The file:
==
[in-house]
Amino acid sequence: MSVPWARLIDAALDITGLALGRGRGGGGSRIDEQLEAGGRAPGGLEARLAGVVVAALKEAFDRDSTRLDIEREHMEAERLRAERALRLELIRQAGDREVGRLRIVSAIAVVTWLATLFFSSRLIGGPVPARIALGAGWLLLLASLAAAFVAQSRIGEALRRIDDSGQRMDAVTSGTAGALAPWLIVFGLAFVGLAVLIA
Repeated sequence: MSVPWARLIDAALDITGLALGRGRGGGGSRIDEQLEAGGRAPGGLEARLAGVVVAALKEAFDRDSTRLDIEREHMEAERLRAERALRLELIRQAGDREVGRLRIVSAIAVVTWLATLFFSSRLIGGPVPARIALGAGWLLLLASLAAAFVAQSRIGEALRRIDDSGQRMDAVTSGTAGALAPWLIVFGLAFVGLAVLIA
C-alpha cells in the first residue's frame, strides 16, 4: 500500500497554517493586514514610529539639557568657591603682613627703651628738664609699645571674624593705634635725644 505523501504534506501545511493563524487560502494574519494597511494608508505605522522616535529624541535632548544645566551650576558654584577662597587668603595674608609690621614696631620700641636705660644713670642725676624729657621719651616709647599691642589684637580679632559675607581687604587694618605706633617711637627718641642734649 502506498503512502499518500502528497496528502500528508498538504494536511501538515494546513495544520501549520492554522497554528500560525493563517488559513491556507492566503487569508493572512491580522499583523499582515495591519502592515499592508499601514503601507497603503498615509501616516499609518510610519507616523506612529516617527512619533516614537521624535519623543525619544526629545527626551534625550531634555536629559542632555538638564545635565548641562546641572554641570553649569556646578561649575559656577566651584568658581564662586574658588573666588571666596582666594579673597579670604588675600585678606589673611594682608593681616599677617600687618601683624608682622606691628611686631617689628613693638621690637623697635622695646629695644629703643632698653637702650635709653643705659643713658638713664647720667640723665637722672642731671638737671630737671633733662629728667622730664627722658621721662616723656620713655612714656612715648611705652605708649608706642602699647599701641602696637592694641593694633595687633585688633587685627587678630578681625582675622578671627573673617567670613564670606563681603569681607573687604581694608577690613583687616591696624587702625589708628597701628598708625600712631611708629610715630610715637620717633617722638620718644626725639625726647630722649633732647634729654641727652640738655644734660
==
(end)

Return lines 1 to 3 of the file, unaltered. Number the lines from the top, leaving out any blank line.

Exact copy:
[in-house]
Amino acid sequence: MSVPWARLIDAALDITGLALGRGRGGGGSRIDEQLEAGGRAPGGLEARLAGVVVAALKEAFDRDSTRLDIEREHMEAERLRAERALRLELIRQAGDREVGRLRIVSAIAVVTWLATLFFSSRLIGGPVPARIALGAGWLLLLASLAAAFVAQSRIGEALRRIDDSGQRMDAVTSGTAGALAPWLIVFGLAFVGLAVLIA
Repeated sequence: MSVPWARLIDAALDITGLALGRGRGGGGSRIDEQLEAGGRAPGGLEARLAGVVVAALKEAFDRDSTRLDIEREHMEAERLRAERALRLELIRQAGDREVGRLRIVSAIAVVTWLATLFFSSRLIGGPVPARIALGAGWLLLLASLAAAFVAQSRIGEALRRIDDSGQRMDAVTSGTAGALAPWLIVFGLAFVGLAVLIA